The subject of employee dishonesty is a delicate one. Owners generally want to trust their employees, and given all the other battles owners fight on …
This item is available in full to subscribers.
If you're a print subscriber, but do not yet have an online account, click here to create one.
Click here to see your options for becoming a subscriber.
If you made a voluntary contribution in 2021-2022, but do not yet have an online account, click here to create one at no additional charge. VIP Digital Access includes access to all websites and online content.
The subject of employee dishonesty is a delicate one. Owners generally want to trust their employees, and given all the other battles owners fight on a daily basis, they are often not as vigilant as they can or should be. Vigilance requires an investment of time and money in return for an uncertain payoff.
Here’s one example of a typical fraud scenario:
Lou Spencer’s CFO, Marty Jacks, had been with Lou’s company for 15 years. While Lou reviewed company financial reports and often the accounts receivable aging report, he let Marty handle the day-to-day financial operations. To say that Lou was surprised when one of his vendors mentioned that he’d run into Marty on the floor of a Las Vegas casino at 4:00 a.m. would be an understatement. As far as Lou knew, Marty spent every weekend at home or camping with his family.
Rather than confront Marty immediately, Lou casually asked his golf partner (a CPA who also happened to be a Certified Fraud Examiner) about employee theft.
The CPA listed more ways to steal than Lou could imagine, but Lou did remember:
The CPA explained to Lou the three conditions present in any fraud situation: motive, opportunity and rationalization.
“Has anyone run into financial difficulties?” he asked. “Maybe a sick kid? The unemployment of a spouse or even the readjustment of payments on a home loan?” Lou could not think of anyone in those situations.
Lou understood the “opportunity” factor immediately. He admitted that because he trusted Marty implicitly he was not reviewing every report carefully. Marty certainly had opportunity.
Rationalization: Lou was fairly confident that his employees—including Marty—were satisfied with their salary and benefit packages. Except for an occasional afternoon of golf, Lou believed he worked as hard as any of them.
The CPA suggested that before acting, Lou retain a fraud analyst to conduct a fraud audit. At a minimum, Lou should review his financial statements and this time, rather than focus on the decline in revenues, look for any anomaly or anything that “bucks the trend.” Lou returned to an empty office to do exactly that.
What Lou discovered caused him to call his golf buddy to schedule a meeting about a Fraud Deterrence Audit. Lou swallowed hard as he signed an engagement letter for an audit that would cost his $20M company between $20,000 and $25,000.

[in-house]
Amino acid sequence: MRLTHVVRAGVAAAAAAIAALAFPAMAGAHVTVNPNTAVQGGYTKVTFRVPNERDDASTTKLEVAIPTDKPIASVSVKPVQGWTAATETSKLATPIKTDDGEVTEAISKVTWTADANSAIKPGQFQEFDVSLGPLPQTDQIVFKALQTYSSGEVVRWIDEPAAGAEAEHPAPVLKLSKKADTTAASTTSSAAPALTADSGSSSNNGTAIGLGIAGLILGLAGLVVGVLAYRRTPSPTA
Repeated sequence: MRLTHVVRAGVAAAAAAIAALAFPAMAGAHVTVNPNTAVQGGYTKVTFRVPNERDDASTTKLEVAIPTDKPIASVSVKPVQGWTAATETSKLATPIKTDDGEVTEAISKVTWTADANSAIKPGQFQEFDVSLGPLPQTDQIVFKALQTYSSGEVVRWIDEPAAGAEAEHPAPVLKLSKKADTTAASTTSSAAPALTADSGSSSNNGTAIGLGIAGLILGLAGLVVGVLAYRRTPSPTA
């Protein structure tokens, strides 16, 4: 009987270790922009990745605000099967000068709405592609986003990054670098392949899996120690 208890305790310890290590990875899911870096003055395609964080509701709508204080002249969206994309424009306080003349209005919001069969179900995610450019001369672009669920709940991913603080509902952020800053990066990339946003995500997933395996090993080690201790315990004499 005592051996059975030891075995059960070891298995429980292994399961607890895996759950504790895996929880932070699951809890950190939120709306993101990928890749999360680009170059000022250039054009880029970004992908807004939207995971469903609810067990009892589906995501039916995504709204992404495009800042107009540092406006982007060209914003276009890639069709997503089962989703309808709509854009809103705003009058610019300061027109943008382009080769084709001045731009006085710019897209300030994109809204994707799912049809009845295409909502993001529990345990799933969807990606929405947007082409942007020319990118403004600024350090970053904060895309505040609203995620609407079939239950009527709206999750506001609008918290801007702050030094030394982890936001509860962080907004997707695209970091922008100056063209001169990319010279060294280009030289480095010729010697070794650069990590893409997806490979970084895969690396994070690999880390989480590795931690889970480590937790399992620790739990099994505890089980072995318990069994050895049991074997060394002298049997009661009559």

After several weeks of review, the CPA laid out the situation for Lou. Marty had a gambling habit (motive). Over the past 18 months, Marty had set up numerous bogus vendor accounts and had siphoned off almost $1 million to these accounts (opportunity). When Marty started pulling small amounts of cash out without Lou noticing, Marty decided that since Lou didn’t miss the cash, Lou could do without it (rationalization).
Armed with the facts, Lou fired Marty. There was no way to recover the money, so Lou and the Fraud Examiner concentrated instead on ways to prevent this scenario from reoccurring.
We asked Edward Bortnick, a CPA, Certified Fraud Deterrence Analyst and Certified Financial and Forensic Accountant, and Certified Valuation Analyst from Rockville, Maryland for his best fraud prevention advice.
“First, look for any anomalies in the company’s financial reports. Are there exceptions to trends over time?” To do this, Bortnick suggests preparing two Excel worksheets.
“Second, change the schedule for running and reviewing reports. Lou’s new CFO (hired only after a thorough background check) should provide Lou with reports on a weekly, rather than monthly, basis.”
“Third, owners should carve out time to carefully review those reports without distraction.”
“Fourth, owners should ask their CPAs to conduct a quick ‘Financial Statements 101’ course,” says Bortnick. Many owners think they know how to read these Statements, but CPAs can teach owners what to look for and what the numbers mean.
Bortnick explains that, “Fraud Examiners will propose a number of changes tailored to a particular company and can follow up periodically to make sure that all changes have been implemented and that there are no new opportunities for fraud.”
“These are a few of the tools,” says Bortnick, “that can be used to monitor your operations and help detect whether anomalies are due to employee dishonesty or changes in your company's operations. I suggest that owners contact their accountants (or forensic accountants) to help develop systems and forensic tools that owners can use to deter fraud and manage—financially—business operations.”
“Finally, if an owner sees anything he or she does not understand or that seems unusual,” Bortnick advises, “dig deeper. Doing so might just save the company.”
Article presented by Tad M. Lyle, Planning Resources, email@example.com, a member of Business Enterprise Institute’s International Network of Exit Planning Professionals.
Other items that may interest you
We have noticed you are using an ad blocking plugin in your browser.
The revenue we receive from our advertisers helps make this site possible. We request you whitelist our site.